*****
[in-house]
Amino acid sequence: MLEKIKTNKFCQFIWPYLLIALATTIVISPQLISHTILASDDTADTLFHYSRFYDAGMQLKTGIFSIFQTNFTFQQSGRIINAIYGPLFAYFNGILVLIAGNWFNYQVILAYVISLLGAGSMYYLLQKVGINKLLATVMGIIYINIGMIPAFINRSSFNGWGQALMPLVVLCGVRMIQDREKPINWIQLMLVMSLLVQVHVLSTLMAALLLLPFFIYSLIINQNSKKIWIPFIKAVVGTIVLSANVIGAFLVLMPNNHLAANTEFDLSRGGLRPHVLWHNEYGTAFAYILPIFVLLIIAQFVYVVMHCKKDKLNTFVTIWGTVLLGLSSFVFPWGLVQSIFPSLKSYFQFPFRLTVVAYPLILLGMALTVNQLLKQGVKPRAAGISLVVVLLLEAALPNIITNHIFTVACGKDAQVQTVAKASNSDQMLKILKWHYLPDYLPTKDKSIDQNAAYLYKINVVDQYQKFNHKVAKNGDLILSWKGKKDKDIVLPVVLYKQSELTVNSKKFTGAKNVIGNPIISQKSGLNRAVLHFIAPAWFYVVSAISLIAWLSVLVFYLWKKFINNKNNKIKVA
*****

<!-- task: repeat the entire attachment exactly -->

[in-house]
Amino acid sequence: MLEKIKTNKFCQFIWPYLLIALATTIVISPQLISHTILASDDTADTLFHYSRFYDAGMQLKTGIFSIFQTNFTFQQSGRIINAIYGPLFAYFNGILVLIAGNWFNYQVILAYVISLLGAGSMYYLLQKVGINKLLATVMGIIYINIGMIPAFINRSSFNGWGQALMPLVVLCGVRMIQDREKPINWIQLMLVMSLLVQVHVLSTLMAALLLLPFFIYSLIINQNSKKIWIPFIKAVVGTIVLSANVIGAFLVLMPNNHLAANTEFDLSRGGLRPHVLWHNEYGTAFAYILPIFVLLIIAQFVYVVMHCKKDKLNTFVTIWGTVLLGLSSFVFPWGLVQSIFPSLKSYFQFPFRLTVVAYPLILLGMALTVNQLLKQGVKPRAAGISLVVVLLLEAALPNIITNHIFTVACGKDAQVQTVAKASNSDQMLKILKWHYLPDYLPTKDKSIDQNAAYLYKINVVDQYQKFNHKVAKNGDLILSWKGKKDKDIVLPVVLYKQSELTVNSKKFTGAKNVIGNPIISQKSGLNRAVLHFIAPAWFYVVSAISLIAWLSVLVFYLWKKFINNKNNKIKVA